Rating: PG

Summary: Aware of the show's mythology through "Maternity Leave," but shouldn't have an explicit spoilers.

Warnings: Pretty sure it's clean. Tiny bit of implied sexuality at the end.

Status of Fic: Completed

Author's Notes/Disclaimer: I do not own the characters in this story, nor do I own any rights to the television show Lost. They were created by JJ Abrams and Damon Lindelof and they belong to them, Touchstone, and ABC.

The group was gathered around a fire, bickering about what, exactly, was going on.

"We were all brought to this island for a reason," repeated Locke.

Sayid, ever calm and thoughtful, said, "Maybe so. But what reason? What could anyone possibly want with such a motley crew of individuals as us?"

Jack said, "That's a good question, John. What do we have in common? Nothing. Why us? There is no reason why us, because there was no us. We were random strangers on a plane that happened to crash."

Sawyer, who had been kneeling by the fire, adding twigs and timber to stoke the flames, stood up.

"That's not entirely true. The part about us all bein' strangers. I'm pretty sure me and Freckles met once before."

"What?" gasped Jack, as the group went silent, starring at Sawyer. Kate cocked her head at Sawyer, questioning.

"Was about four years ago at the Argosy Casino in Sioux City."

Kate recoiled ever so slightly. How could he possibly know where she'd been working four years ago?

"I was tryin' to burn as much money as I could and still afford alcohol. Set myself up at a table where the house was this pretty little thing with brown hair and a frown. I figured the frown probably had something to do with the black eye she was wearing. Good dealer--fast, smart. About two in the morning, out of nowhere, some fat moron rolls up, reaches into her station and grabs her ass to get her attention. He calls her dollface, and asks where the bathroom is. The girl cracks him in the jaw, knocks him clean over. Security rushes over and gives her a hard time, tellin' her to stop beating on the clientele--that's their job. I remember wondering how a girl who could handle herself like that ended up with such a nasty-lookin' eye. Figured maybe a barfight, because she didn't seem the type to let a boyfriend smack her around. Never said a word the rest of the night except about the ante. Wouldn't let me flirt with her at all. Remember being mad as hell when her shift was over, 'cause if I wanted to keep playing that table I was gonna hafta start getting my cards from some grizzled hag with a goiter."

Kate's stare of disbelief suddenly transformed itself into the expression of a woman struggling to remember something...a name.

"Edith. That was Edith with the goiter," said Kate, as she told silently herself to close her mouth and stop gaping like a fish.

Sawyer shrugged, while everyone else watched this exchange as if it were a tennis match.

Kate suddenly recalled a man with sloping shoulders and a miserable, worn expression. He'd been drunk, but it was a good, easy drunk. He'd been mostly silent when they were alone, but had directed a trash-talking smart remark at the retreating back of every player who came to the table and soon departed, clutching what was left of their money and pride. He'd been a good poker player--too good for Iowa, not one of the usual Midwestern idiots who rolled in clutching Hoyle's and tapes of Celebrity Poker Challenge.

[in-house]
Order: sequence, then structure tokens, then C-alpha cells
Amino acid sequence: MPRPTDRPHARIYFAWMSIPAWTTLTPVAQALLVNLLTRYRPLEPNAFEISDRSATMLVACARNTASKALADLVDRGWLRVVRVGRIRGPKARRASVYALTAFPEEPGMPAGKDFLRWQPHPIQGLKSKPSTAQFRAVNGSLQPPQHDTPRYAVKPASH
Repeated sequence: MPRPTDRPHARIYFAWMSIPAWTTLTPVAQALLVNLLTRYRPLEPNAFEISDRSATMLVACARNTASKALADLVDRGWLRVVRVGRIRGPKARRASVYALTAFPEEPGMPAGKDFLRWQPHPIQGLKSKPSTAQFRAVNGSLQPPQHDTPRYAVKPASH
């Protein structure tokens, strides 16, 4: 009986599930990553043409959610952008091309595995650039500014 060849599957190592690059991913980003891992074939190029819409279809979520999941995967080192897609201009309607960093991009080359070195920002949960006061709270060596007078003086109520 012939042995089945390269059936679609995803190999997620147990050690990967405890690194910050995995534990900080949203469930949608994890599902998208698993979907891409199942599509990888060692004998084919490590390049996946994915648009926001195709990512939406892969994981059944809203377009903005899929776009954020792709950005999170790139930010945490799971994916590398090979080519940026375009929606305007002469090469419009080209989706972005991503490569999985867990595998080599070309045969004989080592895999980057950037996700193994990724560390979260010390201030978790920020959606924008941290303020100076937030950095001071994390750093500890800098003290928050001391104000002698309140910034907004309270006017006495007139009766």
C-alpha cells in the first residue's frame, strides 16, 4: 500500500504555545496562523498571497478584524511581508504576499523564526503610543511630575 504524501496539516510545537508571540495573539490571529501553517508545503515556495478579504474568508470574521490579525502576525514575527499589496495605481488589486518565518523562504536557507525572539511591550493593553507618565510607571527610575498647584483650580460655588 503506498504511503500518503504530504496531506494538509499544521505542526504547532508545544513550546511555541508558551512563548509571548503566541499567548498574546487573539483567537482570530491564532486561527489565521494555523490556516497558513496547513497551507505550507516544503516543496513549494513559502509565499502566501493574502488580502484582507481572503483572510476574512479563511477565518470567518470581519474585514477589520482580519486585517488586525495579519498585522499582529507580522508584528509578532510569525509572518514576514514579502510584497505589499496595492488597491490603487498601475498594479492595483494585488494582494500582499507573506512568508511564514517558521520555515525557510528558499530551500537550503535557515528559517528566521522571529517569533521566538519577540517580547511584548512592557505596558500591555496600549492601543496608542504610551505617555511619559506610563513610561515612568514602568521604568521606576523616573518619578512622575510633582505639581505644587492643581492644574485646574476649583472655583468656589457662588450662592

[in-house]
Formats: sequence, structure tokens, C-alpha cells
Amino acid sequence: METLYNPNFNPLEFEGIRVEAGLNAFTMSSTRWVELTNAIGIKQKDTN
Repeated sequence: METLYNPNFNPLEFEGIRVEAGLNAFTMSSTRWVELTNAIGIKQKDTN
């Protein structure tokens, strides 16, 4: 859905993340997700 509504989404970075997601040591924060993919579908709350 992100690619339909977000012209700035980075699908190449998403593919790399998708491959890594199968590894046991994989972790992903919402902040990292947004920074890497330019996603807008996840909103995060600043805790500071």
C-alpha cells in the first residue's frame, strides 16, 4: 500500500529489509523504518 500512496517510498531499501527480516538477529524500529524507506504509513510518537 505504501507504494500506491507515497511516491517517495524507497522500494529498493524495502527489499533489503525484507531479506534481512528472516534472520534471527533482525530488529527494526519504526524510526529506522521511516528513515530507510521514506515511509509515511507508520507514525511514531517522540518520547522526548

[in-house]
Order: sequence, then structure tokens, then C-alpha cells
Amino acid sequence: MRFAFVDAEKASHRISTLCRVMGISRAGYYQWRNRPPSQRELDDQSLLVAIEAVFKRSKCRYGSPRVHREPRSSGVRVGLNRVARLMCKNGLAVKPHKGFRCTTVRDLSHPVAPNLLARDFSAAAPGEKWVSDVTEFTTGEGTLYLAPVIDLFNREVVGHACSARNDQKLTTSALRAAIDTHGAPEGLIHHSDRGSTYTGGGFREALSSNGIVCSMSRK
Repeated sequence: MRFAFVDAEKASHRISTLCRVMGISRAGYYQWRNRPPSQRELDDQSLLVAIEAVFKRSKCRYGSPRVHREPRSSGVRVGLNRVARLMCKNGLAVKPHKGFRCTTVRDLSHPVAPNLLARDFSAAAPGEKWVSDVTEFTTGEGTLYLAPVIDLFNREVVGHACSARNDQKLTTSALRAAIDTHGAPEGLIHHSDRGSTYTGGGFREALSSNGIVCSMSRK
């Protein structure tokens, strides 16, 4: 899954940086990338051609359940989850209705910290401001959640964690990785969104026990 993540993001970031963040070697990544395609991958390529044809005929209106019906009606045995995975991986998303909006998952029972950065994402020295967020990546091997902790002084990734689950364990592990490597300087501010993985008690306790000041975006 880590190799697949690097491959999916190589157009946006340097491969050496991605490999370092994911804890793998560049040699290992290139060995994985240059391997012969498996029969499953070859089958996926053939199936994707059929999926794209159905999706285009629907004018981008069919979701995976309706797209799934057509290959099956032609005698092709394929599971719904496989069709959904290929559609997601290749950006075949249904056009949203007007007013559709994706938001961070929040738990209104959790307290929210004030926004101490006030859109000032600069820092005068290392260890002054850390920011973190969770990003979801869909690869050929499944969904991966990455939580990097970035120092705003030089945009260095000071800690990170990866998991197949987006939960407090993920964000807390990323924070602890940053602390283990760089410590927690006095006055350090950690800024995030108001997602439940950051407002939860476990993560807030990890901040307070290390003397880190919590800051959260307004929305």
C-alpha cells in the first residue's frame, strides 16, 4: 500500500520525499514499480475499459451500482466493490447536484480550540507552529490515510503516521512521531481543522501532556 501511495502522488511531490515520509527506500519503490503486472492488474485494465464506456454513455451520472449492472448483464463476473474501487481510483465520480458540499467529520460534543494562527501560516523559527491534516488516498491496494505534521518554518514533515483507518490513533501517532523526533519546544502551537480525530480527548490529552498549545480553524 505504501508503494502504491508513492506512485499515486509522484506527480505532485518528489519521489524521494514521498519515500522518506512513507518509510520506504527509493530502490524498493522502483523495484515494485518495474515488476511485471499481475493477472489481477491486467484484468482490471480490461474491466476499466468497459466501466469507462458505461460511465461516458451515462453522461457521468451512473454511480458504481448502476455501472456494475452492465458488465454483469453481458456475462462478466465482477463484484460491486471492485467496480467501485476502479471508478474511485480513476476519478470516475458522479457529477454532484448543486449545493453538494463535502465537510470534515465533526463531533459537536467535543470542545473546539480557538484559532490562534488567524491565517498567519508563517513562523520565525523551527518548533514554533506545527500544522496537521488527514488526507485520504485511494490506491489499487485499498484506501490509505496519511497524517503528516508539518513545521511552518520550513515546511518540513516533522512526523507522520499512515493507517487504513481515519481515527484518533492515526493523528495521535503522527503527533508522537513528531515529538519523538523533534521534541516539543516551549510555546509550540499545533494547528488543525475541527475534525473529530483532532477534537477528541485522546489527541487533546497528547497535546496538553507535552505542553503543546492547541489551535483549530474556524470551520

Exhausted, at six in the morning after a six-hour shift--no breaks at Argosy--she'd been a little regretful about leaving him. He'd been at her table all night, and they had a good rhythm. Most of all, he didn't make inane small talk, or ask questions about things that were none of his business. Others had come and go through the night, but she'd only really paid attention to the ebb and flow of the game played by the guy who'd been drinking--and effortlessly winning, to his apparent dismay--through the long, still night.

As she collected her things, on her way out to another cold Iowa sunrise, she had looked at him and smiled, just a little, grateful for the connection and the quiet company.

He'd winked at her and tossed her a chip.

Kate looked at Sawyer across the campfire, remembering him for the first time in the two months they'd been on island.

"You offered me $5,000," she said.

"You didn't take it," he said.

"It was a proposition," she said, with the edge of confrontation that so often crept into her tone when she was addressing Sawyer.

"It was a tip," he said, gently.

She'd tossed it back. The casino didn't let them accept chips anyway. Cash only.

She remembered thinking how easy it would be to take the money, take the breakfast and coffee he would no doubt offer her next, and then simply give in to whatever it was he wanted to do after that.

Kate remembered thinking, as she walked away, that she'd rather just keep the memory of the quiet hours in the casino, alone, early in the morning, with someone who understood.